The Radeon R7 360
In Figure 3, you can see the video connectors of the Radeon RX 460 (RX-460P4P). It has one DVI-D, one HDMI 2.0b and one DisplayPort 1.4 connectors.
Figure 3: video connectors
In Figure 4 you see the top of the card. It uses a six-pin PCI Express power connector.
Figure 4: top view
In Figure 5 you see the rear of the card.
Figure 5: rear view
A highlight of this card from XFX is that the fans are just fitted in slots, and can be easily removed from their places (whilst keeping attached by their cables) for cleaning.
Figure 6: removable fans
Figure 7 shows the solder side of the RX 460. There are no memory chips on this side. You may notice the PCB is way shorter than the cooler, which have a metallic plate to make the video card longer.
Figure 7: solder side
Figure 8 unveils the Radeon RX 460 with the main cooler removed. It has two heatpipes and two 90 mm fans. The cooler touches only the GPU.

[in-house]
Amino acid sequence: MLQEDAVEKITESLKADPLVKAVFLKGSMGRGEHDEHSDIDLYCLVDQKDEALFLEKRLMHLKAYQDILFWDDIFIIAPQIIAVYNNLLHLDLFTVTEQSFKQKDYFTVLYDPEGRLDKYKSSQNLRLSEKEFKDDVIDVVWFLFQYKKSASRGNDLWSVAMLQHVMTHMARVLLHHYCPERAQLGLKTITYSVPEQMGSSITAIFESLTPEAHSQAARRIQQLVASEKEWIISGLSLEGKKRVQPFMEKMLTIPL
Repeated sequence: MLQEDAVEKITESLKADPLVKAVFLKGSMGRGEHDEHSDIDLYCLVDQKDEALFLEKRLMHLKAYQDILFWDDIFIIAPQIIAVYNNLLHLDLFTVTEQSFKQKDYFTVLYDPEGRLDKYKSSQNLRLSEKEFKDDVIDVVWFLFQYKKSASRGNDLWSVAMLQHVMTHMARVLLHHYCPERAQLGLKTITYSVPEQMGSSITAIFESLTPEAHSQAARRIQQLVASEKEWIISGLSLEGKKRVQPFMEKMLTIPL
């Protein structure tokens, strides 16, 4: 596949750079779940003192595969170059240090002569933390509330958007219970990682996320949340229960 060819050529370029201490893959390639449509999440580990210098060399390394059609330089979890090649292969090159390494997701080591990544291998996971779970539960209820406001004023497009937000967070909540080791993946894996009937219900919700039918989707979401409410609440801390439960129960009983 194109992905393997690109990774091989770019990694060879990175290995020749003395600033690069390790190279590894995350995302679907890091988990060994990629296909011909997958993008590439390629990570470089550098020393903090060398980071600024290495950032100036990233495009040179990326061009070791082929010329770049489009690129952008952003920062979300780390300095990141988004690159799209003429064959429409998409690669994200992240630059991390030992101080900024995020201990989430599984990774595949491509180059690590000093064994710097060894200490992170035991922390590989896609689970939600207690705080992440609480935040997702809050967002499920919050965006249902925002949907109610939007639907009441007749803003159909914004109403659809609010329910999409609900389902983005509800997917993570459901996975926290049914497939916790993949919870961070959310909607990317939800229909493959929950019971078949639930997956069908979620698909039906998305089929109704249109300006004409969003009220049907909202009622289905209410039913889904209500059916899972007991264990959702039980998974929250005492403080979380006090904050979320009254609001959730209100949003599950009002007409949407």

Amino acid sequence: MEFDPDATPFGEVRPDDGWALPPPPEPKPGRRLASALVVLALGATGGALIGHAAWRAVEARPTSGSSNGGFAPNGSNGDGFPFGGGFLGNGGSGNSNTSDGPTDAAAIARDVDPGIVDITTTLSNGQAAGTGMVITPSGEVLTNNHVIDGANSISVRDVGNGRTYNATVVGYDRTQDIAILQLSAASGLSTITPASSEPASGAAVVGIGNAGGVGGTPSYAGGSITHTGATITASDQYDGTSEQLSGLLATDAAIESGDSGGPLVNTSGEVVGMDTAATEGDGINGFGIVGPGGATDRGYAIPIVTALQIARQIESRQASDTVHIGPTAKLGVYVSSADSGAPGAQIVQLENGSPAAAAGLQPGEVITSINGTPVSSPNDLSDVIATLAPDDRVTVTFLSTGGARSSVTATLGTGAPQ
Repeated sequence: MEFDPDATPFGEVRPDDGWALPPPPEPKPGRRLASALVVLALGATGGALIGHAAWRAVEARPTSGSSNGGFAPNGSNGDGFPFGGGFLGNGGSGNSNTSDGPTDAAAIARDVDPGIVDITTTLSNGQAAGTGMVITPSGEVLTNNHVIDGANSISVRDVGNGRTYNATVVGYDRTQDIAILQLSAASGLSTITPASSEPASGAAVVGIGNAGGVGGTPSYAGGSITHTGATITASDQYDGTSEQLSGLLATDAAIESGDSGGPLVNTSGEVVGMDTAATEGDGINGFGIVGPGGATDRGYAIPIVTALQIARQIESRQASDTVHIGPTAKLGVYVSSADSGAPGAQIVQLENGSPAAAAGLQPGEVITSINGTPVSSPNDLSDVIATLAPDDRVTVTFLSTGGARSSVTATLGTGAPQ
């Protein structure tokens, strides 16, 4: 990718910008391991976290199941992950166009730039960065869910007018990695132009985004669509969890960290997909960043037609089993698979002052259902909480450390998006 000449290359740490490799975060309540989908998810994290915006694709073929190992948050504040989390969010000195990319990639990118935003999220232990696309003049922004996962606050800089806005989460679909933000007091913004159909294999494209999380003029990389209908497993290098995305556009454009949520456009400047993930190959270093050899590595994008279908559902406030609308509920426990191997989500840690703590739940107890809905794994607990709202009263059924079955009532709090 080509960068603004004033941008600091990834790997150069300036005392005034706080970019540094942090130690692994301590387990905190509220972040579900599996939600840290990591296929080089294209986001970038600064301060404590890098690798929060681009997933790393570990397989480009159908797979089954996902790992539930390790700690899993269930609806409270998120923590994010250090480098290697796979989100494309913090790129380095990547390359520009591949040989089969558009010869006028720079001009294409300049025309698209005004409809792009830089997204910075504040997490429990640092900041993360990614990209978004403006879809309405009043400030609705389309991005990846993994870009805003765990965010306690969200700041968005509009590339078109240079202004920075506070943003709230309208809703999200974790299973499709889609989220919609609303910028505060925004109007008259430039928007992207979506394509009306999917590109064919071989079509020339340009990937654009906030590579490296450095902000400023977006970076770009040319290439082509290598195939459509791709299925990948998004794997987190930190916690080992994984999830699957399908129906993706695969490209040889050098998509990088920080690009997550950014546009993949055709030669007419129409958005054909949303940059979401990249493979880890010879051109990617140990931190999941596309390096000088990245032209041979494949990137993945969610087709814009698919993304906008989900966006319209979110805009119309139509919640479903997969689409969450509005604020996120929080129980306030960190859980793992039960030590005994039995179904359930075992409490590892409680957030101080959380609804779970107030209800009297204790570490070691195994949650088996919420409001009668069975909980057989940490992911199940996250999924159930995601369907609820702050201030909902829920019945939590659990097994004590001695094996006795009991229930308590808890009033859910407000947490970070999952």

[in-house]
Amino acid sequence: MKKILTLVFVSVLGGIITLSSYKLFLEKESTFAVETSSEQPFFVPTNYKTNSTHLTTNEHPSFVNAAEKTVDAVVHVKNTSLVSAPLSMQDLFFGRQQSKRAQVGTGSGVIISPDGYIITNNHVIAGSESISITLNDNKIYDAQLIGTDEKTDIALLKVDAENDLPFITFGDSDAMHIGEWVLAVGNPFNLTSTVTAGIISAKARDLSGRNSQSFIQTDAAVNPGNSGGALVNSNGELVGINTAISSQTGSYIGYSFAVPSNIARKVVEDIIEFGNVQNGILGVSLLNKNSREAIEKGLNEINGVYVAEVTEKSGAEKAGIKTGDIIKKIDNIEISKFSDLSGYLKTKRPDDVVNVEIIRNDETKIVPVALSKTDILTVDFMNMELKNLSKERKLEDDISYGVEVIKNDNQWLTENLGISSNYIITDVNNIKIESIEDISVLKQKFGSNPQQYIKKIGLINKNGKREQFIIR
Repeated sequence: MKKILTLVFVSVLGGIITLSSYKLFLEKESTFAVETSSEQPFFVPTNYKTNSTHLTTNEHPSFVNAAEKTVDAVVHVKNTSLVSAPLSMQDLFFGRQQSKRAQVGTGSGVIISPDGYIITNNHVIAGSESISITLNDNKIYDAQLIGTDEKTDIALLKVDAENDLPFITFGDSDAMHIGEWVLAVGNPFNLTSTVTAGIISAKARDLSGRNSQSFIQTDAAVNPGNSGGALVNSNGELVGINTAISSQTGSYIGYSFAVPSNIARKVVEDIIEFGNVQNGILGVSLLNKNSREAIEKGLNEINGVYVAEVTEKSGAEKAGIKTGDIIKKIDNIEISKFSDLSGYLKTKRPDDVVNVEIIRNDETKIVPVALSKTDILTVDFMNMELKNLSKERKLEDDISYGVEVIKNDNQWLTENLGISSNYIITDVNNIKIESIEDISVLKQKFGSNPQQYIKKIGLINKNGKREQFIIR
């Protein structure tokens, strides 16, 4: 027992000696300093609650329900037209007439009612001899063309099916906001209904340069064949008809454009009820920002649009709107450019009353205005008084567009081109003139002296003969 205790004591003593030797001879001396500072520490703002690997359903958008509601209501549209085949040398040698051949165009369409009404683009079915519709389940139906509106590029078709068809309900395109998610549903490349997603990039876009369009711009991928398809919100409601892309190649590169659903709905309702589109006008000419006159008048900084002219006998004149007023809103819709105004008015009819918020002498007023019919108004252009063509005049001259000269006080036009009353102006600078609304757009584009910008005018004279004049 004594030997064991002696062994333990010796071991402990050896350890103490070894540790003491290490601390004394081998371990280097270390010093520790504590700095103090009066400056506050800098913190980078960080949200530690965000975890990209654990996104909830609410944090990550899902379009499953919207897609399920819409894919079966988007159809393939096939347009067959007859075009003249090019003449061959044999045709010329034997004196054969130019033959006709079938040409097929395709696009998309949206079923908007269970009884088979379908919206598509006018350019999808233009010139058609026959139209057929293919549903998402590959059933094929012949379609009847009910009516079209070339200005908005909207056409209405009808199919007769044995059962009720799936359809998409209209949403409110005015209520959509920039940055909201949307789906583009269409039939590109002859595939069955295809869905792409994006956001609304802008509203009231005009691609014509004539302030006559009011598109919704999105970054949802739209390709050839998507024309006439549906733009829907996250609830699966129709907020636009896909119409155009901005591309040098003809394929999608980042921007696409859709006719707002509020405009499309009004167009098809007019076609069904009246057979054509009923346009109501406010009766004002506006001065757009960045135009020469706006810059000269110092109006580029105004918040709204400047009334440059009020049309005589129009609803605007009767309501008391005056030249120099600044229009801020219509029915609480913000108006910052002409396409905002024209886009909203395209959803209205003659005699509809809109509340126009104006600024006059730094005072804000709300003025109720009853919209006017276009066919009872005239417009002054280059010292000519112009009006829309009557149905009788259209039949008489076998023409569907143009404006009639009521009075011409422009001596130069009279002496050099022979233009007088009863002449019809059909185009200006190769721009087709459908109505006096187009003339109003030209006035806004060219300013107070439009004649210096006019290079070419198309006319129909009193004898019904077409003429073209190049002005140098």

Figure 8: the Radeon RX 460 with the cooler removed
In Figure 9 you see the Radeon RX 460 without the cooler. This circuit has four phases for the GPU plus one phase for the memory chips. You can also see the four memory chips.
Another interesting detail is that the PCI Express x16 connector uses only half the lanes, so the video card works up to x8 speed.
Figure 9: the Radeon RX 460
In Figure 10 you see the “Baffin” chip, which is manufactured under 14 nm technology.
Figure 10: Baffin chip
Figure 9 shows one of the memory chips present at the Radeon RX 460. It is a Micron chip with 5YA47 D9SSX markings, with 8 Gib (1 GiB) capacity. Unfortunately, we were not able to find more information about those chips.
Figure 11: memory chip